onedollarNetworking and telco analyst house the Dell’Oro Group believes Wireless LAN market revenues could be worth as much as $12 billion in 2017.

The figure is 50 percent larger than revenues for 2012. Key drivers will be deployment of Service Provider Wi-Fi, 802.11ac, cloud managed WLAN, plus additional growth in consumer video using wi-fi and Bring Your Own Device.

Companies such as Cisco, understanding that new LTE networks may be under a great deal of strain in the near future, are also strongly pushing wi-fi to ease the burden.

Dell’Oro group veep Chris DePuy noted that enterprises understand wireless LAN access is critical, however, in the past they have been installing wireless as an overly network, separate from the ethernet network.

When faster 802.11ac wireless systems are installed, DePuy expects there will be an increased understanding that the interaction between ethernet edge switches and enterprise WLAN is worth looking at. So there’s cash to be made for enterprise edge vendors.

The claims are from a recent Dell’Oro report, which also looks specifically at future revenues for cloud managed equipment and services.

Ovum sees boost for optical components

rotsnakeThe optical component market is going to grow to a  peak of $10 billion in 2018, according to the analyst outfit Ovum.

In a report, Ovum said that the optical components market will grow four percent in 2013 thanks mostly to WAN and datacom demand.

Between 2012 and 2018 the total optical component market will expand at an eight percent rate  to a new high of US$10.5billion.

In a forecast, the independent telecoms analyst firm identifies datacom, which constitutes components used in data centres and enterprise networks, as the fastest growing segment.

This will be pushed by a demand for 10G, 40G and 100G components to support server, switch and storage connectivity.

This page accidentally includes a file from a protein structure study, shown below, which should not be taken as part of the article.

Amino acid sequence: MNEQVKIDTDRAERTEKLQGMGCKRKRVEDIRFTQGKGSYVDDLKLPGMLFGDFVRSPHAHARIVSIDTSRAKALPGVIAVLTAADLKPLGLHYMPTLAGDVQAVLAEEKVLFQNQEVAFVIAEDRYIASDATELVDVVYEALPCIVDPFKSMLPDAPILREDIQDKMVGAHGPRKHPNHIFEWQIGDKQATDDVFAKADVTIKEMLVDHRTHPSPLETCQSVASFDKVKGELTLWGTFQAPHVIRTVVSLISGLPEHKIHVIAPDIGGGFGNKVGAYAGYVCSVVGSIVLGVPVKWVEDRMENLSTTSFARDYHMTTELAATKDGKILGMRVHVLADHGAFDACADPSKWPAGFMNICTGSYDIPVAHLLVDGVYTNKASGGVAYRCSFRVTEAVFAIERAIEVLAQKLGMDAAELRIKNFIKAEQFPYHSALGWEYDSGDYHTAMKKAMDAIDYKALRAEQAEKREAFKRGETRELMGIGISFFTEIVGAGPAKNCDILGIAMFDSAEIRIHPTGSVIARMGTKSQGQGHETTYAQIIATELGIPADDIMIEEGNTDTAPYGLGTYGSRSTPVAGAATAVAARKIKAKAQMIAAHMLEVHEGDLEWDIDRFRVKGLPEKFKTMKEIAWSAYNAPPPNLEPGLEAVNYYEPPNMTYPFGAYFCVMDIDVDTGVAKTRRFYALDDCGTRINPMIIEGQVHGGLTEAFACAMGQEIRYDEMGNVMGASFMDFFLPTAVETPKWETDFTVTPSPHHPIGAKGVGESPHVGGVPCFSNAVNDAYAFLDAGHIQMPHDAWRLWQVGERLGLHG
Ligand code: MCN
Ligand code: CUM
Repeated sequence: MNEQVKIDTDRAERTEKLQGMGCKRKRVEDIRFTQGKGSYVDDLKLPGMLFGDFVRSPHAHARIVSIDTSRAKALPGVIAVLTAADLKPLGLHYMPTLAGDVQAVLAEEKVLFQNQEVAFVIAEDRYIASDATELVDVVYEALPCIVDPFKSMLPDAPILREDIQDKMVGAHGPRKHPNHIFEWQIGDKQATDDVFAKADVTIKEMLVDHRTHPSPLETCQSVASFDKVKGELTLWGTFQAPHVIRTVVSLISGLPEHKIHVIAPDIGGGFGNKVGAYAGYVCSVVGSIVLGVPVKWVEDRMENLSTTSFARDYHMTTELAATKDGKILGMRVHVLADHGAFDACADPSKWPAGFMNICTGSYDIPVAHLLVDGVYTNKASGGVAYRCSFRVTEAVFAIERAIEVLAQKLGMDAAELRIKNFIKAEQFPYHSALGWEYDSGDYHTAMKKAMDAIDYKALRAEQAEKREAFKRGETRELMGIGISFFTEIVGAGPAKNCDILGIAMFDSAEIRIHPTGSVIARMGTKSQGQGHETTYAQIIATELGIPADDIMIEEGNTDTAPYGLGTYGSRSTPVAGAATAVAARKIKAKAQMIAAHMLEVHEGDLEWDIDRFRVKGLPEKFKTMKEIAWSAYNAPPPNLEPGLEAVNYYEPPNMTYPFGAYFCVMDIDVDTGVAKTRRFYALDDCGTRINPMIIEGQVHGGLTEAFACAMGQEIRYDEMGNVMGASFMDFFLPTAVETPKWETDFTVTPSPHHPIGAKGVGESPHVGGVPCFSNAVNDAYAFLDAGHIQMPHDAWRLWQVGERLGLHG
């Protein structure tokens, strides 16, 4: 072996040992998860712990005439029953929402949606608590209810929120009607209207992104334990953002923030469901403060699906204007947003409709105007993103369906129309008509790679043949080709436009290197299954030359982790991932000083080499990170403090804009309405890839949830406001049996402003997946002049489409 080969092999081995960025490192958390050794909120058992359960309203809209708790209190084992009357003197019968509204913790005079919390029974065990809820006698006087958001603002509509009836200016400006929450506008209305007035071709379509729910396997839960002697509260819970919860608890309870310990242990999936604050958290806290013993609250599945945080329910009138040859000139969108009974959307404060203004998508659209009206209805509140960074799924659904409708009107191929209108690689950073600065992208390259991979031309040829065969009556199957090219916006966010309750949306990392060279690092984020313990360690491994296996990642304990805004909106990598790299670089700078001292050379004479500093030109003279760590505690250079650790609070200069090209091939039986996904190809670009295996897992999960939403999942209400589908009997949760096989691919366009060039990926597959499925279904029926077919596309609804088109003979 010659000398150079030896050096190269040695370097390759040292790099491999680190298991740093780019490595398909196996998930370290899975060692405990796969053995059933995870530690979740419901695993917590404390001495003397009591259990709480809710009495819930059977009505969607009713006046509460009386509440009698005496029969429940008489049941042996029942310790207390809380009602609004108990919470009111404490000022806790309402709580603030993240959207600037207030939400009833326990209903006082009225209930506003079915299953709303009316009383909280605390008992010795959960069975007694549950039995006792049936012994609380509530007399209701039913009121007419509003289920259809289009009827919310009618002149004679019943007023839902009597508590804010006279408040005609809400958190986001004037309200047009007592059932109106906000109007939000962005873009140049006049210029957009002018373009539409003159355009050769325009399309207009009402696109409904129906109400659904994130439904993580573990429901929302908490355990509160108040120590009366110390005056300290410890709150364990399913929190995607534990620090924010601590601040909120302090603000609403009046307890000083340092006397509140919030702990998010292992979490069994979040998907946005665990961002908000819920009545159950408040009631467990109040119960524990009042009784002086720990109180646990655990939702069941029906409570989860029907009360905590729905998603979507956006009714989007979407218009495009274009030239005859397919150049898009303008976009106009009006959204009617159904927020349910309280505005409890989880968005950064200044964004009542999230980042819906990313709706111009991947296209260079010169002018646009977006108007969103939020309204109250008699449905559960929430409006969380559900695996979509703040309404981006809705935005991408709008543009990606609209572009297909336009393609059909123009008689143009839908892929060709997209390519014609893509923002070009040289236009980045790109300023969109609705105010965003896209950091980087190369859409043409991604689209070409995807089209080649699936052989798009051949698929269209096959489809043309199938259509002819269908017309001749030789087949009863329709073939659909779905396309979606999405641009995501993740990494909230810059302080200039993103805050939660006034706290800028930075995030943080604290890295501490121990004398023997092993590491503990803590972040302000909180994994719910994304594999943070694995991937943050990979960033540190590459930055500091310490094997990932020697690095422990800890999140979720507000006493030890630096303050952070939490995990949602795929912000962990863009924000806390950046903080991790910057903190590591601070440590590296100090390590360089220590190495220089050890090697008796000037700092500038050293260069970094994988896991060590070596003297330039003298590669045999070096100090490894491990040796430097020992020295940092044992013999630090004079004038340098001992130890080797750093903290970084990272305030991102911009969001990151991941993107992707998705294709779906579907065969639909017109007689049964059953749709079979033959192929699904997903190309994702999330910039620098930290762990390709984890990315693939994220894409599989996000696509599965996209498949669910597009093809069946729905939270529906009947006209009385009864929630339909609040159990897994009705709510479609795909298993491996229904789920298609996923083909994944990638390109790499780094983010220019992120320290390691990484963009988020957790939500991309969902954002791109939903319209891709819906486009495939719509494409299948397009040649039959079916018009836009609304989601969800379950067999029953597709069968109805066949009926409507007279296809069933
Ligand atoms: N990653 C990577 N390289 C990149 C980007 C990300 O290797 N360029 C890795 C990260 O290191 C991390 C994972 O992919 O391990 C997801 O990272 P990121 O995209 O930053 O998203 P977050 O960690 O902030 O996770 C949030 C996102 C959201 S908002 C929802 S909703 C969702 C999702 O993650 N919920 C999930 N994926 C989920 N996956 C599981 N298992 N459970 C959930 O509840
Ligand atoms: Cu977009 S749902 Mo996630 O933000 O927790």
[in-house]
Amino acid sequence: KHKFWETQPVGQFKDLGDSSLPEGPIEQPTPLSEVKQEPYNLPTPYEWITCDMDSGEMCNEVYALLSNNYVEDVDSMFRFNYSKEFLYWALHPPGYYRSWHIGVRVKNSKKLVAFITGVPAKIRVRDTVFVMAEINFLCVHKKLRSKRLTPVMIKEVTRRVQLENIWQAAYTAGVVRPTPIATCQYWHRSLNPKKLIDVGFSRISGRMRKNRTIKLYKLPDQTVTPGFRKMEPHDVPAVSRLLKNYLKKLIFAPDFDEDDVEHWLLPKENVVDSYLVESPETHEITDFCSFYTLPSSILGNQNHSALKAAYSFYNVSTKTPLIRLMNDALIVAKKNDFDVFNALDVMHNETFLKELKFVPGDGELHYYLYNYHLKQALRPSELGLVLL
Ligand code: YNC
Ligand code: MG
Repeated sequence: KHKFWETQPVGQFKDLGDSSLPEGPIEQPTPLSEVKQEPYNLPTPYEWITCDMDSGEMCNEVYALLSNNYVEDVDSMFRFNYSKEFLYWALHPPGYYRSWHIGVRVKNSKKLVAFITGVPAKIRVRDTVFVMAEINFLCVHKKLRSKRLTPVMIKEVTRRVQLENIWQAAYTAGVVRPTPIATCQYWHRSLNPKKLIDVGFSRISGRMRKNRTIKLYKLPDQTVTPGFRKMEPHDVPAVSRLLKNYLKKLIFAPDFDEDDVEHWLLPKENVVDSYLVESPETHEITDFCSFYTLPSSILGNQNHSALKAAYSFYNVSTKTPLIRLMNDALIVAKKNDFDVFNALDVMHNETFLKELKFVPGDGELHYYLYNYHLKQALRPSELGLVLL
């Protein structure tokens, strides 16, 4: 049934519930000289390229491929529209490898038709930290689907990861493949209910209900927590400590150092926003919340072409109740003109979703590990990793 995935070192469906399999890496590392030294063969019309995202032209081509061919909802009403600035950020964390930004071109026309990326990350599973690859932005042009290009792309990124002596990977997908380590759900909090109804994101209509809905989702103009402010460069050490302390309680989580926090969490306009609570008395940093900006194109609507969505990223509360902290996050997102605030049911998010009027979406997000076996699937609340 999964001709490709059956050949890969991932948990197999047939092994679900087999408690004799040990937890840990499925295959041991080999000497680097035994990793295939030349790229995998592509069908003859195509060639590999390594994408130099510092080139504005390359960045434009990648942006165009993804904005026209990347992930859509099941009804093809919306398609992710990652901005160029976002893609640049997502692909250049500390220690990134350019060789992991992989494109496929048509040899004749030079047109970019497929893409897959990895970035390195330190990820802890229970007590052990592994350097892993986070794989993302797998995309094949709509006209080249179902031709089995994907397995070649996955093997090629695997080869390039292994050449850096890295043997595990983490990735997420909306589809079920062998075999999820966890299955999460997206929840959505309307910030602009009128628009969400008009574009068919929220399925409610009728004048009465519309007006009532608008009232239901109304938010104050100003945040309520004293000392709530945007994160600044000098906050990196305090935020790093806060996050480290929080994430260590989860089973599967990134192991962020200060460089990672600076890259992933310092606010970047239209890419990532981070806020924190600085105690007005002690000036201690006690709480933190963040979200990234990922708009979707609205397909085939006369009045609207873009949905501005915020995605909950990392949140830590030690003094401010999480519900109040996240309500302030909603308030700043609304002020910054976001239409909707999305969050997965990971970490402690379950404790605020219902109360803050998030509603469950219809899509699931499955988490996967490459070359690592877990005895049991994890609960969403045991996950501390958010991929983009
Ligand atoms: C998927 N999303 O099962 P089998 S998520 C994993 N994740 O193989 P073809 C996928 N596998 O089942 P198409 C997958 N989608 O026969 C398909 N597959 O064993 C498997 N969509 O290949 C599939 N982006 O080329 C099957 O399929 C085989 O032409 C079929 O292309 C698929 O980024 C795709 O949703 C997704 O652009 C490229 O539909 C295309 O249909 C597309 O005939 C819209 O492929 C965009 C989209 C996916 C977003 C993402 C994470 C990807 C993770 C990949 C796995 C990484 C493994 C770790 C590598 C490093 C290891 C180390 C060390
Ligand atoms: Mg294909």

Daryl Inniss, Practice Leader of Components at Ovum and author of the forecast, said that demand to support data centres for cloud services is a large driver for datacom sales.

High-speed transceivers are needed to support this segment and this means that the datacom market will grow by 16 percent between 2012 and 2018.

The wide area network market is still experiencing annual double-digit traffic growth, leading to high demand for 100G ports.

It is not all great though. The access segment, which includes FTTx, CATV and optical transceivers to connect base stations to antennae is declining primarily due to maturing FTTx deployments.

“We expect stable performance from fronthaul and CATV throughout the forecast period, but the access segment as a whole is expected to decline at a seven percent due to contracting FTTx revenues,” Inniss said.

Optical component revenue growth might be slowed if too many equipment vendors make their own components.

Inniss added:  “Datacom has depended on component vendors delivering standards-compliant products, but equipment vendors are now developing their own components.”

Component suppliers are now competing with their own customers, he said.

Optical component revenue depends on OC suppliers’ ability to drive out cost and deliver products at scale fairly quickly.

“While excellent OC execution minimises the impact of vendors’ captive supply, poor execution reduces the OC vendor revenue opportunity,” Inniss said.

Huawei expands into Pakistan, Afghanistan and Iraq

huawei-liveHuawei is moving to make money in war torn countries.

The Chinese behemoth has appointed  regional value added IT distie Optimus to distribute its enterprise product range for networking, unified communications and security.

Under the deal Optimus will aim to grow Huawei’s channel network across Pakistan, Afghanistan and Iraq where it will also undertake regular marketing and channel development activities to help increase the vendor’s market share and reach in the region.

Meera Kaul, managing director of Optimus Technology and Telecommunications said the partnership was “very important” and would help it offer customers a “omplete range of technology.”

She added that the company also planned to take Huawei’s enterprise products including  cloud computing, enterprise networking and wireless, as well as Unified Communication & Collaboration (UC&C), video conference and telepresence products, and partner them with
other vendors.

Optimus also claims it will promote this product range through focused channel development activities, which include training, certifications, skills development and consultancy services to help them sell the productsbetter.

“Over the last few years, our Enterprise Business division has been investing heavily in developing our Middle East customer base,” said Dong Wu, vice president, Huawei, Enterprise Business, Middle East.

He added Huawei would continue to invest in training, motivating and incentivising partners.